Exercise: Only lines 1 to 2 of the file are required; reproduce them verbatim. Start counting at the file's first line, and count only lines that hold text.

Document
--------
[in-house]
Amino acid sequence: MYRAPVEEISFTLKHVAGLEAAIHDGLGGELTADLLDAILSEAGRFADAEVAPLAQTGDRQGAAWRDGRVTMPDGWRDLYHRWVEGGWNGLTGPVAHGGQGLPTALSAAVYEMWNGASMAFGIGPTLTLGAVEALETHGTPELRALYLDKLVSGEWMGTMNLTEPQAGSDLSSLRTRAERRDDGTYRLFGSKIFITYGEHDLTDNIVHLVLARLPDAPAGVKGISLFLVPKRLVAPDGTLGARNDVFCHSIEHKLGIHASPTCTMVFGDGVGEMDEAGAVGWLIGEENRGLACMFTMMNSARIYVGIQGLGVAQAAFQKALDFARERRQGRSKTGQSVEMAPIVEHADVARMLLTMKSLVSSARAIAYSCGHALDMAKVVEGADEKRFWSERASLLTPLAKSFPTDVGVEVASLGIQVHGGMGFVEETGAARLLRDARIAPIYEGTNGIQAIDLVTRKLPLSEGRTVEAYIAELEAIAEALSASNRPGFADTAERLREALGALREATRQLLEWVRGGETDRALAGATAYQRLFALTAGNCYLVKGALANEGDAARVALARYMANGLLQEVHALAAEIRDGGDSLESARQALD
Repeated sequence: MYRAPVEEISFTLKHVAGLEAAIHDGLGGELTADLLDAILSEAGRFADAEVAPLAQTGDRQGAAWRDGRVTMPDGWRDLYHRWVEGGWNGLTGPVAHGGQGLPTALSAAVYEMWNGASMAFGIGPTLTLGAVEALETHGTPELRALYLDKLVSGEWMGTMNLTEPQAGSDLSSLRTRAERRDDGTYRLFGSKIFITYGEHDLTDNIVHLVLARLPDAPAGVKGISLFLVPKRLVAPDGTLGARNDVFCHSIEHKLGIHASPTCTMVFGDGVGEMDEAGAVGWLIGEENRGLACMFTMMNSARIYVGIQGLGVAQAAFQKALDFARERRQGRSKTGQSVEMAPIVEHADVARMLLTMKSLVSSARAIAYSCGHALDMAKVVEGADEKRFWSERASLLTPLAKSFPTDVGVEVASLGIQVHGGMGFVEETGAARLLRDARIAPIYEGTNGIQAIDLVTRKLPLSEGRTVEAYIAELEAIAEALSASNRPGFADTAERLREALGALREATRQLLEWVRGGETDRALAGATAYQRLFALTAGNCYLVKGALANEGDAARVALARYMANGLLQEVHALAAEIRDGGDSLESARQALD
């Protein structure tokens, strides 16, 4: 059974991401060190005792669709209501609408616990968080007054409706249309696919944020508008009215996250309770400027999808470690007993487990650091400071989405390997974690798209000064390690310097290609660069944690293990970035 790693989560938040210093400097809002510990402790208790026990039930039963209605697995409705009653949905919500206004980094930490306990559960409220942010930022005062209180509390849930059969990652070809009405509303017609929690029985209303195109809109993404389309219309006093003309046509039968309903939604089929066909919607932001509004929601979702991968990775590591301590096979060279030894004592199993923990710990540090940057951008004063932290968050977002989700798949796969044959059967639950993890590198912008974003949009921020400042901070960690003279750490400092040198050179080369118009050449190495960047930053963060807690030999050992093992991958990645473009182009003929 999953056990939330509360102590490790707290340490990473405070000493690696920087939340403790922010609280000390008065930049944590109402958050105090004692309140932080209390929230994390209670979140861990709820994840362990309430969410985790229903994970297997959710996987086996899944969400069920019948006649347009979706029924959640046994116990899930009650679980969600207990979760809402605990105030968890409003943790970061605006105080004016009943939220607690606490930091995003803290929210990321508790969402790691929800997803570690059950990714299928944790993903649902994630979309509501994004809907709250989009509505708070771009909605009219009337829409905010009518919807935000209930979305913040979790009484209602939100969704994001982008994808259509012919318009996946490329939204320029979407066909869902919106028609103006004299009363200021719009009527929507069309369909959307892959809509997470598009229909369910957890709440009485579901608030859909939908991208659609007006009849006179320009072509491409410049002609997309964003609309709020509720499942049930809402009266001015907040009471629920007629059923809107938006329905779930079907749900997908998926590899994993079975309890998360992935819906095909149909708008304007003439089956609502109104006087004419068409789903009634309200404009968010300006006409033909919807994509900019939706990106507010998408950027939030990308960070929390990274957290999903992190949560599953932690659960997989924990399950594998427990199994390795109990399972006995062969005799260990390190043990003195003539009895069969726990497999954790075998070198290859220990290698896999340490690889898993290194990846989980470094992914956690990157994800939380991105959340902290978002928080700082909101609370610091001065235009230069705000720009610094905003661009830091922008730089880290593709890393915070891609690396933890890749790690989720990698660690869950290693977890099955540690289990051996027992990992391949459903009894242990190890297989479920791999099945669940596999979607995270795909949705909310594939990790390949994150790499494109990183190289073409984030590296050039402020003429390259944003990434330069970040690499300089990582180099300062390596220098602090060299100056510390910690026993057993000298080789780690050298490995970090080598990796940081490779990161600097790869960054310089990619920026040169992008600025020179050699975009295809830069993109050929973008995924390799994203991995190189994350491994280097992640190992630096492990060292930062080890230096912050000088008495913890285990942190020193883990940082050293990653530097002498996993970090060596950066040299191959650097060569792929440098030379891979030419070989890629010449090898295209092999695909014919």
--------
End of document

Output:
[in-house]
Amino acid sequence: MYRAPVEEISFTLKHVAGLEAAIHDGLGGELTADLLDAILSEAGRFADAEVAPLAQTGDRQGAAWRDGRVTMPDGWRDLYHRWVEGGWNGLTGPVAHGGQGLPTALSAAVYEMWNGASMAFGIGPTLTLGAVEALETHGTPELRALYLDKLVSGEWMGTMNLTEPQAGSDLSSLRTRAERRDDGTYRLFGSKIFITYGEHDLTDNIVHLVLARLPDAPAGVKGISLFLVPKRLVAPDGTLGARNDVFCHSIEHKLGIHASPTCTMVFGDGVGEMDEAGAVGWLIGEENRGLACMFTMMNSARIYVGIQGLGVAQAAFQKALDFARERRQGRSKTGQSVEMAPIVEHADVARMLLTMKSLVSSARAIAYSCGHALDMAKVVEGADEKRFWSERASLLTPLAKSFPTDVGVEVASLGIQVHGGMGFVEETGAARLLRDARIAPIYEGTNGIQAIDLVTRKLPLSEGRTVEAYIAELEAIAEALSASNRPGFADTAERLREALGALREATRQLLEWVRGGETDRALAGATAYQRLFALTAGNCYLVKGALANEGDAARVALARYMANGLLQEVHALAAEIRDGGDSLESARQALD